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Can all-white leaders send signals to young minority ethnic people that diversity is improved?

The John Smith centre is attempting to remove barriers to access in public life with half a million pounds of taxpayers’ money.

However laudable that sounds, the aim of risks being undermined by the centre’s leadership. Indeed, all eight people on the board are white and this might be a severe barrier for a group aiming to make a “meaningful difference”. Nonetheless, one of the board members is Kezia Dugdale, the former Scottish Labour leader, together with Ruth Davidson and former MSP Andrew Wilson, among others.

The new centre is named after former Labour leader John Smith. Image credit: Mirrorpix/Daily Record

Yet, no one should doubt their commitment to improving trust in politics and public service by taking on this initiative.

The project will help around 50 people through a professional and personal development programme, which includes mentoring and living wage placements in the public and charity sectors.

But can an all-white group of leaders send the right signals to young minority ethnic people that diversity is being improved?

It’s important to break down obstacles for young people, as the centre aims to do.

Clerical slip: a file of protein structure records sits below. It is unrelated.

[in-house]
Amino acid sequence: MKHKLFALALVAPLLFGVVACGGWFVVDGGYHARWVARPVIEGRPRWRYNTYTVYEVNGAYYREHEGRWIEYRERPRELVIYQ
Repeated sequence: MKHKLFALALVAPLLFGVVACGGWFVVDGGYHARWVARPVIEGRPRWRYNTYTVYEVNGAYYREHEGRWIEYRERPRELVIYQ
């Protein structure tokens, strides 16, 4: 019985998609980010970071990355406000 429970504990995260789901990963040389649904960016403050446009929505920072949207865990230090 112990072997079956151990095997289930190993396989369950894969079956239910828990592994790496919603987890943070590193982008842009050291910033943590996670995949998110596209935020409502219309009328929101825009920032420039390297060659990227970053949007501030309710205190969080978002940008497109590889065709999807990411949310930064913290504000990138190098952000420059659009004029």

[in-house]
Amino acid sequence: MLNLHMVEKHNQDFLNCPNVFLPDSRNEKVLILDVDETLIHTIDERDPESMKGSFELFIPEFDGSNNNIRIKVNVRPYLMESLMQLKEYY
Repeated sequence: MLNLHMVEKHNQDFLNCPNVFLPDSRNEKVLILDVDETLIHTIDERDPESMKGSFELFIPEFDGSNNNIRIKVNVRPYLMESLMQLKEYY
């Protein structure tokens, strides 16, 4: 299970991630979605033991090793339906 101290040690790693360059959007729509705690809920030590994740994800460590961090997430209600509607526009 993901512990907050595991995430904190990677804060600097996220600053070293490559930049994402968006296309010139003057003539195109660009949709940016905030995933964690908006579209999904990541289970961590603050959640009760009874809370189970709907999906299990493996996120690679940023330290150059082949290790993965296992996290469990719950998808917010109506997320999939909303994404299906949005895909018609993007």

They need to look closer to home and sort out a distressing lack of representation at senior levels at the same time.

Image credit John Smith Centre

Meanwhile, ministers in Edinburgh are now calling for the lifeline scheme to be extended across the UK, as the Scottish Government estimates 61,000 jobs could be saved if the furlough scheme is extended for another eight months. The price tag is a hefty £850 million but, as a paper published yesterday concluded, it could “pay for itself”.

Christmas is going to be hard enough this year, with the threat of coronavirus placing a strain on the whole country. But for many of the families helped during the furlough period, the holiday season could be anything but festive.


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